It should be added that the name Machon L’Yahadus (Judaism) [Machon Chana] includes the root word Yehudi, and both come from the word Yehudah of which the Gemara says: “The whole of his name should be called after the name of the Holy One Blessed be He.” For the Tetragrammaton is completely included in the name Yehudah. the names Yehudi (Jew), Yehudis (Jewess) and Yahadus (Judaism), although they lack the second ‘hey,’ are nevertheless also included in the name Yehudah, for the second ‘hey’ is included in the first ‘hey.’

Traditionally the Melave Malkah meal is associated with Dovid, the King Moshiach, who also comes from the tribe of Yehudah. Thus connecting this concept to the coming of Moshiach.

The word Machon is from the root-word ‘Hachanah,’ which indicates something of importance needing proper preparation, as in preparation for Shabbos and certainly in preparation for Moshiach.

May it be the will of the Al-mighty, that all the activities of this organization should proceed with great and astounding success and all those who are associated with the school, the students, the staff of teachers and the administration should be blessed with all manner of blessings.

I would like also to express a special blessing for the students, that they should find proper spouses (Shiduchim), so that each one will establish a Jewish home and family and merit to fulfill her holy mission: “Be fruitful and multiply and fill the earth.”

On many occasions we have discussed that this holy mission should be accomplished without limitation or calculations. The ultimate projection and perfection of “Be fruitful and multiply” will of course be in the future. As our sages say in the Talmud: “In the future a woman will give birth every day.” As the Tzemach Tzedek comments, that instead of nine months, the gestation period will then be only nine hours!

But of course this fruitfulness includes the spiritual aspects of making another Jew, as the Previous Rebbe defined the mitzvah of “Be fruitful and multiply,” that a Jew must spiritually produce another Jew, which is the same concept of converting an ‘other’ into a ‘son’ (which was discussed earlier).

There is an additional quality which connects this school with the mitzvos given to Jewish women: Family Purity, Kashrus, and Candle-lighting for Shabbos and Yom-Tov, which illuminates the world with the light of holiness and Yiddishkeit.

These mitzvos also lead to the other ‘mivtzoyim’ — love of fellow Jews and Jewish unity, self-education and education of others, also Torah, tefillin, mezuzah, tzedakah and houses filled with Torah books.

Finally, the campaign to unite all Jews in the writing of Torah scrolls. For the letters of the Torah connect all the Jews and show us that our destiny is interrelated. Additionally, the communal study of Rambam should also be mentioned.

7. On the general theme of Hilulo there are some aspects which recur from year to year and others which occur only in relationship to other fixed happenings such as day, date, Torah portion etc.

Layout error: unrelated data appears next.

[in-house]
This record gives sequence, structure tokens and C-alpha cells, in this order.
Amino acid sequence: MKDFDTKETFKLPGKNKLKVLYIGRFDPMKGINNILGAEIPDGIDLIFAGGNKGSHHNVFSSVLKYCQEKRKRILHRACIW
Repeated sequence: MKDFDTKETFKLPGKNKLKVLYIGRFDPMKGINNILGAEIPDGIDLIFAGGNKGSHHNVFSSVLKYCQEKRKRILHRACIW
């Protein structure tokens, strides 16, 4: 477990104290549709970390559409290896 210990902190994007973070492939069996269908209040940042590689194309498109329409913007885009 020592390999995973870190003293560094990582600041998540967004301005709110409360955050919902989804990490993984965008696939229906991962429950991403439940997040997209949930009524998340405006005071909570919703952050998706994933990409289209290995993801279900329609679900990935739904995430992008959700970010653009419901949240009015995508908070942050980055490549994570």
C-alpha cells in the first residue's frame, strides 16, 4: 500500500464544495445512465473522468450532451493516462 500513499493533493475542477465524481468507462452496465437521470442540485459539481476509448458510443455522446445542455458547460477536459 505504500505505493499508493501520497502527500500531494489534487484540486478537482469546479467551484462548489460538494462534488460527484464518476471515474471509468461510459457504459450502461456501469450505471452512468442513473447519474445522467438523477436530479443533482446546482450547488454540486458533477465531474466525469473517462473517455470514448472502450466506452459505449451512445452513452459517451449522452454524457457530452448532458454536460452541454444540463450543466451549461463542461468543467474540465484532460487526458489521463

There is one aspect which is unique to the 10th of Shevat this year and can never recur. This year sees the close of 35 years since the passing of the previous Rebbe and the start of the 36th year.

Chassidus explains that the number 36 is tied to and represents the idea of revelation: 1) Because it has the gematria (numerical equivalent) of the word ‘aileh’ — these, which infers the ability to point to things and say ‘these.’ 2) The total number of candles kindled on Chanukah [excluding the Shamash] equal 36 — and certainly the essential theme of Chanukah lights is to illuminate and be revealed.

In a deeper sense the number 36 represents the six attributes as they are conjugated and unified with each other, each of the six taking on six forms. Consequently the number 36 takes on the aspect of fullness, perfection and revelation.

[This subject was further discussed by the Rebbe, Shlita, in the farbrengen of Shabbos Yisro 5745.)

This of course is the legacy of the previous Rebbe for us.

In connection with the yartzeit of the previous Rebbe, each Shaliach (emissary) of the previous Rebbe and the emissaries of those Shluchim will receive a check for a nominal amount as a token participation in their expenses.

The single check will be drawn to the Shluchim to help cover their personal expenses as well as the budgets of their institutions.

Just as it is said of the Holy One, Blessed be He: “He is the knowledge, He is the knower and He is the thing which is known,” similarly, “The righteous are compared to their Creator.” Therefore among the emissaries, their personal needs and communal responsibilities should be fused into one.

In order to connect this farbrengen to the distribution of the checks, bottles from this farbrengen will also be distributed to the Shluchim.

And may G‑d grant that all of the emissaries of the previous Rebbe and their Shluchim, will use the blessings, and energies generated on the day of his Hilulo, to increase their efforts in fulfilling all the missions given to them in the days and weeks ahead.

Through this we will merit the coming of the emissary of the Holy One, Blessed be He, who will announce the redemption and say: “Our Righteous Moshiach is come!”